Table 1. Numerical experiment design for beams without fire protection


3.2 Determination of the ratios θscf y θcf

The temperature at the base of the connector (θSC), the average temperature of the upper steel flange (θj), and the average temperature of concrete near the connector (θC) were measured, based on temperature-time values measured at different points of the cross section of the push-out specimen. θf was considered as the average of the temperature measured at five points, θSC was measured at the edge of the connector at a height of 5 mm measured from the upper edge of the flange, θC was measured as the average of six points measured at the mid-height level of the connector (0.50hsc) and as the average of six points measured at the one quarter-height level from the base of the connector (0.25hsc). The ratios θscf and θcf were calculated for each specimen, and their behavior curves were obtained based on fire exposure time.

3.3 Analysis of the significance of factors

Based on the result matrix, derived from the experiment's statistical design, several statistical analysis were carried out with the help of the software STATCRAPHiCS Centurion XV Version 15.2.06.

The parametrical study determined that the connector height (hsc) is the independent variable that has most influence on temperature relationships, and that it is possible to obtain a high level of adjustment when defining equations based on that variable to predict the studied relationships, with multiple coefficients of determination (R2) between 92.62 and 95.28%.

Figure 5 illustrates the influence of the connector height on temperature relationships, for a 0-30 minute fire exposure time, of two unencased specimens, SR-A and SR-B, with connector height of 50 mm and 100 mm, respectively. Both have a density of 2400 kg/m3, moisture content of 1.5% and upper limit of thermal conductivity (UL). It can be observed that the connector height has a significant influence on the ratios θcf, for the two levels considered, and the same variable has an insignificant influence on the ratio θsf.

Figure 5. Influence of the connector height (hsc) on temperature relationships


A sensitivity analysis carried out by Larrua and Silva (2013a, 2013b) shows that the temperature development is best predicted, in relation to the available experimental results (Kruppa and Zhao, 1995), when taking density of 2300 kg/m3, moisture content of 1.5 %, and when the upper limit is adopted in the assessment of the thermal conductivity of concrete, in accordance with the recommendation of EN 1994-1-2 (2005).

On the other hand, it should be noted that the experimental programs developed by Satoshi et al. (2008) and Chen et al. (2012) include substantial differences in relation to the tests carried out at the CTICM. Satoshi et al. (2008) tested specimens with a single concrete slab, with constant load, while Chen et al. (2009) tested specimen with two slabs that, unlike former cases, are brought to failure when predetermined temperature levels are reached. Both cases apply fire curves different from standard fire ISO 834, which generated a much slower heating of the specimens and their components.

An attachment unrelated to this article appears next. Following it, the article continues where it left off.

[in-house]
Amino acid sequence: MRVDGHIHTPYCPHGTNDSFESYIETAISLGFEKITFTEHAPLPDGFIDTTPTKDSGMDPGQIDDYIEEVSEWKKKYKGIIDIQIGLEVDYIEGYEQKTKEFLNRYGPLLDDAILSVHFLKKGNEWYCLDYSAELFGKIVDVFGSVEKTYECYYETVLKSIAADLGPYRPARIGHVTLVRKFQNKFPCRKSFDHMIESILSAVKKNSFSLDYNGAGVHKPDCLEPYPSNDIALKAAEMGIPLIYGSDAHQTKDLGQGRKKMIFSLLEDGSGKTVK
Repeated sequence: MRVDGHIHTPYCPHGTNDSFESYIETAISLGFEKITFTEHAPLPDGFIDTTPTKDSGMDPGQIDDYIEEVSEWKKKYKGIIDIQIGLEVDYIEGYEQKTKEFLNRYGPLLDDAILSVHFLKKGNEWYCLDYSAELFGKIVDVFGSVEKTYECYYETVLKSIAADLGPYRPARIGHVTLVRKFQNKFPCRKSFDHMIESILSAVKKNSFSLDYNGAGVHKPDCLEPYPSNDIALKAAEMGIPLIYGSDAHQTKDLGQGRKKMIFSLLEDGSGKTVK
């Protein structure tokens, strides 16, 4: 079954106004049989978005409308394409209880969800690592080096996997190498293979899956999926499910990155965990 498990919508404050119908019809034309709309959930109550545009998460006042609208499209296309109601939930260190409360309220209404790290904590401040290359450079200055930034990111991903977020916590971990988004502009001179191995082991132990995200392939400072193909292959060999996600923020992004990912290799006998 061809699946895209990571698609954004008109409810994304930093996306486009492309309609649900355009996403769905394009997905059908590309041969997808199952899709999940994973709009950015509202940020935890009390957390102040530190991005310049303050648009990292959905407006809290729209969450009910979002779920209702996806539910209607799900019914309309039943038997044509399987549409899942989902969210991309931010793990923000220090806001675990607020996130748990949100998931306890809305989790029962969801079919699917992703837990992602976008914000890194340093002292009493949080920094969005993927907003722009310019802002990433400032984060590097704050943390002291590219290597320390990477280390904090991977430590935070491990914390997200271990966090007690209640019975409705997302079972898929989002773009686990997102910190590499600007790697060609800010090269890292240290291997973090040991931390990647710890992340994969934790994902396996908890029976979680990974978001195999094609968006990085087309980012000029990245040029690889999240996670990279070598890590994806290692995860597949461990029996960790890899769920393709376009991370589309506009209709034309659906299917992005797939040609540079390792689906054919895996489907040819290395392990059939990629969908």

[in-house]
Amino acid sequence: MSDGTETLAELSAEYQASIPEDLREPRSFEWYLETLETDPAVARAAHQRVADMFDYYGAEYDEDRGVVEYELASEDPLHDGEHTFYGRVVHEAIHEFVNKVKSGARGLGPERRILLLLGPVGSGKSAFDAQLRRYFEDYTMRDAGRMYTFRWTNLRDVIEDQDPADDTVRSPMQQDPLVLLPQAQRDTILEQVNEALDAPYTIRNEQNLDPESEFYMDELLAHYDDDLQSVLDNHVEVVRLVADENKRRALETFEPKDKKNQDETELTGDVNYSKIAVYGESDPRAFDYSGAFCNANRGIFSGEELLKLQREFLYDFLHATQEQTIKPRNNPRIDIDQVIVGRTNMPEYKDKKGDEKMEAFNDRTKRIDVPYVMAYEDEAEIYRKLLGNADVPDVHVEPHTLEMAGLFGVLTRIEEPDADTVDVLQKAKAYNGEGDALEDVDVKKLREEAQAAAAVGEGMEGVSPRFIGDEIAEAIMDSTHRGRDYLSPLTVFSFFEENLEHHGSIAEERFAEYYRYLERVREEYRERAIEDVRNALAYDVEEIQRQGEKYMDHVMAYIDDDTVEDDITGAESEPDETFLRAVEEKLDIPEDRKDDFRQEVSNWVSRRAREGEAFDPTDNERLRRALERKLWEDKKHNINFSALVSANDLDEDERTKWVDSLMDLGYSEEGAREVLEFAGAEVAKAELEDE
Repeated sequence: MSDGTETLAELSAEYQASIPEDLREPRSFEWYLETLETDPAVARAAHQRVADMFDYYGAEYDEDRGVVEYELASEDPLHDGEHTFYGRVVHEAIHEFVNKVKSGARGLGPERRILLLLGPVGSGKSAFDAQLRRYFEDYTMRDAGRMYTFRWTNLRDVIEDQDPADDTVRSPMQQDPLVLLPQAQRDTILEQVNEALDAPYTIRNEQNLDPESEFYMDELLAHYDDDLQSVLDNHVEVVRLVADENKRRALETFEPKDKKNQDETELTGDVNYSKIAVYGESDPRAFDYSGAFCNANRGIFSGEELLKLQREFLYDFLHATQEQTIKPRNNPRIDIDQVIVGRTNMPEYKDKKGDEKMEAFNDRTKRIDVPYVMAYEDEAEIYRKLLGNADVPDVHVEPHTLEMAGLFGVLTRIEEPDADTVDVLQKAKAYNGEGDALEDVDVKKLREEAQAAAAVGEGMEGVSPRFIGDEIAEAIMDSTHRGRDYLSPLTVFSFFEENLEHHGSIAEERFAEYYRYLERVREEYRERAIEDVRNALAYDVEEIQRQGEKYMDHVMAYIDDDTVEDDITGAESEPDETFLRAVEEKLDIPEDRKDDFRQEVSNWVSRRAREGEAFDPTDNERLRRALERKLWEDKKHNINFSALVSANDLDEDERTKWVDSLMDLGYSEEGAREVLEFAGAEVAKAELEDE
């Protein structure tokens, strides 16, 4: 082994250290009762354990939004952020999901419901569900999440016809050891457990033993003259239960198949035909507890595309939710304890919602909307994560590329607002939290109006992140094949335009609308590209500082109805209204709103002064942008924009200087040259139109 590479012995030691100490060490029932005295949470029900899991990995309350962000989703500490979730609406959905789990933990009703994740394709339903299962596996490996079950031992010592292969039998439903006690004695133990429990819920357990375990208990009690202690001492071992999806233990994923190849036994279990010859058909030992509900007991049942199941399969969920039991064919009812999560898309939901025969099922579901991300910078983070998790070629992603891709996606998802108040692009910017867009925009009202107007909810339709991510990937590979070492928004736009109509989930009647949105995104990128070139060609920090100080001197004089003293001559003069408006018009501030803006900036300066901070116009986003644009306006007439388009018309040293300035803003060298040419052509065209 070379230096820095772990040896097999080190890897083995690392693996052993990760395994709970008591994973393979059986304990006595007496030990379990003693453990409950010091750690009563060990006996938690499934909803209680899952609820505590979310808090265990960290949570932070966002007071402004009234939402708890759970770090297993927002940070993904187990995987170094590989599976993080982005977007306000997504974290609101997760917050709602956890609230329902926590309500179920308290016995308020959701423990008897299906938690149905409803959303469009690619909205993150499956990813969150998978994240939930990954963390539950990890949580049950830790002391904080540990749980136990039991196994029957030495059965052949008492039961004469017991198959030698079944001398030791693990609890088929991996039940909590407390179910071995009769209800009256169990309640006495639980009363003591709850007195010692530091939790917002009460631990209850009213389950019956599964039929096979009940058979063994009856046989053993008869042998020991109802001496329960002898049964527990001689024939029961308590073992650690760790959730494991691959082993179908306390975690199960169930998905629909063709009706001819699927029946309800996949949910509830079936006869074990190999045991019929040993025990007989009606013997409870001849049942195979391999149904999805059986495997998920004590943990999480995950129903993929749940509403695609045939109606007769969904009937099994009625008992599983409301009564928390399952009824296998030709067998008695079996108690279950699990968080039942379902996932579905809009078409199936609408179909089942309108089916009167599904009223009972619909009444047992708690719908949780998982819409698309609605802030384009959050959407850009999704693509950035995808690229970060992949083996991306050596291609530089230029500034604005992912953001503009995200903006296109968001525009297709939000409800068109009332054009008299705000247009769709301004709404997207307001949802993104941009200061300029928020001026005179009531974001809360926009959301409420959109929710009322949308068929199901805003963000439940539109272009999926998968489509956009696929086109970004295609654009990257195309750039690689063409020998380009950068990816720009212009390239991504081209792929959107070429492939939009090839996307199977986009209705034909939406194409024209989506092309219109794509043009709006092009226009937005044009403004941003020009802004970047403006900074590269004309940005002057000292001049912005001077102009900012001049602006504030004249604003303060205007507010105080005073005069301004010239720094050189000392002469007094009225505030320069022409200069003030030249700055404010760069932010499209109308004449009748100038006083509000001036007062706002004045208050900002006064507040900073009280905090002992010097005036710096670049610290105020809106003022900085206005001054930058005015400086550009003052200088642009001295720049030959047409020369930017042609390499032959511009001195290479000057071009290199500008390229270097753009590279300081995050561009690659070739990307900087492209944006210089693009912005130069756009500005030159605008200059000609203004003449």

The authors of the present paper performed numerical models considering the geometries and fire curves reported in the Asian experimental programs already mentioned, and they also took into account the thermal properties adopted for concrete by EN 1994-1-2 (2005). It was possible to verify that the adjustment between the numerical and experimental results is notably less than in the models of the CTICM program mentioned earlier. This is a consequence of the lack of correspondence between the fire curves considered by Satoshi et al. (2008) and Chen et al. (2012) and the thermal properties of concrete incorporated to the models, since they were derived from numerical extrapolations based on temperatures measured in structural member tests subjected to standard fire ISO 834 (1990).

Therefore, specimens of the CTICM program are modeled hereon with the final characteristics described above. Different connector heights are considered (50 mm, 60 mm, 75 mm, 90 mm, 100 mm and 125 mm) and the temperature relationships are calculated for the 0-30 minute range. Table 2 shows the results of the definite ratios proposed for the simplified calculation, expressed in percentages, for the studied work range.

Table 2. Temperature ratios θscf y θcf for a work range of 0-30 minutes, in beams without fire protection


For the 0-30 minute work range, it can be observed that the percentages to determine the concrete temperature vary based on the connector height. This confirms that the percentage of 40% proposed by EN 1994-1-2 (2005) to determine the concrete temperature is not valid for all design situations within the scope of the code, and it is consistent with the results obtained by Larrua and Silva (2013b) for the work range of 0-90 minutes. In turn, it should be noted that the percentages adjusted by the 0-30 minute work range differ from those calculated earlier by these authors for the 090 minute work range. (Larrua and Silva, 2013b).

In brief, for beams without fire protection, it is recommendable to use the values of the ratios corresponding to the 0-30 minute range, with the specification of using the values calculated at 0.25sc for concrete (see Table 2), taking the aforementioned grounds into account.


4. Beams with fire protection 

4.1 Numerical experiment design